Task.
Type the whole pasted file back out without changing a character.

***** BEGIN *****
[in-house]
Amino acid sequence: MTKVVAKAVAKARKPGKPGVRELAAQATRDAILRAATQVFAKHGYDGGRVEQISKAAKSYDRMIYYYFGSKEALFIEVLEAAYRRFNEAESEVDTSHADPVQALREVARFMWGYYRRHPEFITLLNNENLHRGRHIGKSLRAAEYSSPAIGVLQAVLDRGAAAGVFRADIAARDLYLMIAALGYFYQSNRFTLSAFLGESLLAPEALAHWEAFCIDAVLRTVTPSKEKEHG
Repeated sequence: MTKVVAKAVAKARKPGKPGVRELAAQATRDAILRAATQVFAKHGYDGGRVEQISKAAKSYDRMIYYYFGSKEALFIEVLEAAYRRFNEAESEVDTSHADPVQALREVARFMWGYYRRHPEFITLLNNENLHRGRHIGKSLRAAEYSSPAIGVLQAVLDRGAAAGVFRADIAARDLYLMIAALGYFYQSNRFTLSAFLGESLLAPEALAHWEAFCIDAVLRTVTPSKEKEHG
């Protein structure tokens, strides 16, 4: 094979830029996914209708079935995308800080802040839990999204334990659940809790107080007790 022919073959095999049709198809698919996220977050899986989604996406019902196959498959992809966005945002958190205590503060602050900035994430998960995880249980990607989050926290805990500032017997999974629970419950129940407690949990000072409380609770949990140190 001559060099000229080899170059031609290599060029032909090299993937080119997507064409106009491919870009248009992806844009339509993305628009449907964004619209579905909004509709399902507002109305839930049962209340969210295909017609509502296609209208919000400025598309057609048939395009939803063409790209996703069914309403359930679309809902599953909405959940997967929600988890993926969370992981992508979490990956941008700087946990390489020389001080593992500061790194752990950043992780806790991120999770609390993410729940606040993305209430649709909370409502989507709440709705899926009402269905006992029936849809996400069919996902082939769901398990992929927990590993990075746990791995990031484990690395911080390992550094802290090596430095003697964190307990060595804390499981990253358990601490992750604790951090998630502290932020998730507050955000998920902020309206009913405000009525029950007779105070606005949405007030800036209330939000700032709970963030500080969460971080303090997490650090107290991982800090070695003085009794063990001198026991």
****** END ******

[in-house]
Amino acid sequence: MTKVVAKAVAKARKPGKPGVRELAAQATRDAILRAATQVFAKHGYDGGRVEQISKAAKSYDRMIYYYFGSKEALFIEVLEAAYRRFNEAESEVDTSHADPVQALREVARFMWGYYRRHPEFITLLNNENLHRGRHIGKSLRAAEYSSPAIGVLQAVLDRGAAAGVFRADIAARDLYLMIAALGYFYQSNRFTLSAFLGESLLAPEALAHWEAFCIDAVLRTVTPSKEKEHG
Repeated sequence: MTKVVAKAVAKARKPGKPGVRELAAQATRDAILRAATQVFAKHGYDGGRVEQISKAAKSYDRMIYYYFGSKEALFIEVLEAAYRRFNEAESEVDTSHADPVQALREVARFMWGYYRRHPEFITLLNNENLHRGRHIGKSLRAAEYSSPAIGVLQAVLDRGAAAGVFRADIAARDLYLMIAALGYFYQSNRFTLSAFLGESLLAPEALAHWEAFCIDAVLRTVTPSKEKEHG
């Protein structure tokens, strides 16, 4: 094979830029996914209708079935995308800080802040839990999204334990659940809790107080007790 022919073959095999049709198809698919996220977050899986989604996406019902196959498959992809966005945002958190205590503060602050900035994430998960995880249980990607989050926290805990500032017997999974629970419950129940407690949990000072409380609770949990140190 001559060099000229080899170059031609290599060029032909090299993937080119997507064409106009491919870009248009992806844009339509993305628009449907964004619209579905909004509709399902507002109305839930049962209340969210295909017609509502296609209208919000400025598309057609048939395009939803063409790209996703069914309403359930679309809902599953909405959940997967929600988890993926969370992981992508979490990956941008700087946990390489020389001080593992500061790194752990950043992780806790991120999770609390993410729940606040993305209430649709909370409502989507709440709705899926009402269905006992029936849809996400069919996902082939769901398990992929927990590993990075746990791995990031484990690395911080390992550094802290090596430095003697964190307990060595804390499981990253358990601490992750604790951090998630502290932020998730507050955000998920902020309206009913405000009525029950007779105070606005949405007030800036209330939000700032709970963030500080969460971080303090997490650090107290991982800090070695003085009794063990001198026991």